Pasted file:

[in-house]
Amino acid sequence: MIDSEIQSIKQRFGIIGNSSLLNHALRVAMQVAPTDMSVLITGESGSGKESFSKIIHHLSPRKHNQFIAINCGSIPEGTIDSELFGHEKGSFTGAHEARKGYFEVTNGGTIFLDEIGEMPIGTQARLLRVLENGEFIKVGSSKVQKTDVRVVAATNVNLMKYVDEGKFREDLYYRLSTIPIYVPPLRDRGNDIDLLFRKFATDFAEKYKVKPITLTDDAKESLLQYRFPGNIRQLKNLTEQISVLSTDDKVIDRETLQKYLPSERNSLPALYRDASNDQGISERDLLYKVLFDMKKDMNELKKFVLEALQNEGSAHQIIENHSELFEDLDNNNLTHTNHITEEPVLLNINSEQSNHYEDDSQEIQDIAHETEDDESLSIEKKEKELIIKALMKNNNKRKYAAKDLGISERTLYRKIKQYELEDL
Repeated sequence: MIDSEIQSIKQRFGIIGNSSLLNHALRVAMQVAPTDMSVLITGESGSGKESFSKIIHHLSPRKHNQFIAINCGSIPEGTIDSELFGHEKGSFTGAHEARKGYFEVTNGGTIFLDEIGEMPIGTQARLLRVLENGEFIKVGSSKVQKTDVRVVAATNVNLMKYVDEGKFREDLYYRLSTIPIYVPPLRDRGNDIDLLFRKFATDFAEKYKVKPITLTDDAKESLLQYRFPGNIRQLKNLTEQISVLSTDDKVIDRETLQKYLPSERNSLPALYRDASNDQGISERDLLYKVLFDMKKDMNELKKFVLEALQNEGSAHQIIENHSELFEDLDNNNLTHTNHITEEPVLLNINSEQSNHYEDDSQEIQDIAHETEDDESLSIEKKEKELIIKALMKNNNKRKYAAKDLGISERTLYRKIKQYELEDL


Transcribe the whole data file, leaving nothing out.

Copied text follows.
[in-house]
Amino acid sequence: MIDSEIQSIKQRFGIIGNSSLLNHALRVAMQVAPTDMSVLITGESGSGKESFSKIIHHLSPRKHNQFIAINCGSIPEGTIDSELFGHEKGSFTGAHEARKGYFEVTNGGTIFLDEIGEMPIGTQARLLRVLENGEFIKVGSSKVQKTDVRVVAATNVNLMKYVDEGKFREDLYYRLSTIPIYVPPLRDRGNDIDLLFRKFATDFAEKYKVKPITLTDDAKESLLQYRFPGNIRQLKNLTEQISVLSTDDKVIDRETLQKYLPSERNSLPALYRDASNDQGISERDLLYKVLFDMKKDMNELKKFVLEALQNEGSAHQIIENHSELFEDLDNNNLTHTNHITEEPVLLNINSEQSNHYEDDSQEIQDIAHETEDDESLSIEKKEKELIIKALMKNNNKRKYAAKDLGISERTLYRKIKQYELEDL
Repeated sequence: MIDSEIQSIKQRFGIIGNSSLLNHALRVAMQVAPTDMSVLITGESGSGKESFSKIIHHLSPRKHNQFIAINCGSIPEGTIDSELFGHEKGSFTGAHEARKGYFEVTNGGTIFLDEIGEMPIGTQARLLRVLENGEFIKVGSSKVQKTDVRVVAATNVNLMKYVDEGKFREDLYYRLSTIPIYVPPLRDRGNDIDLLFRKFATDFAEKYKVKPITLTDDAKESLLQYRFPGNIRQLKNLTEQISVLSTDDKVIDRETLQKYLPSERNSLPALYRDASNDQGISERDLLYKVLFDMKKDMNELKKFVLEALQNEGSAHQIIENHSELFEDLDNNNLTHTNHITEEPVLLNINSEQSNHYEDDSQEIQDIAHETEDDESLSIEKKEKELIIKALMKNNNKRKYAAKDLGISERTLYRKIKQYELEDL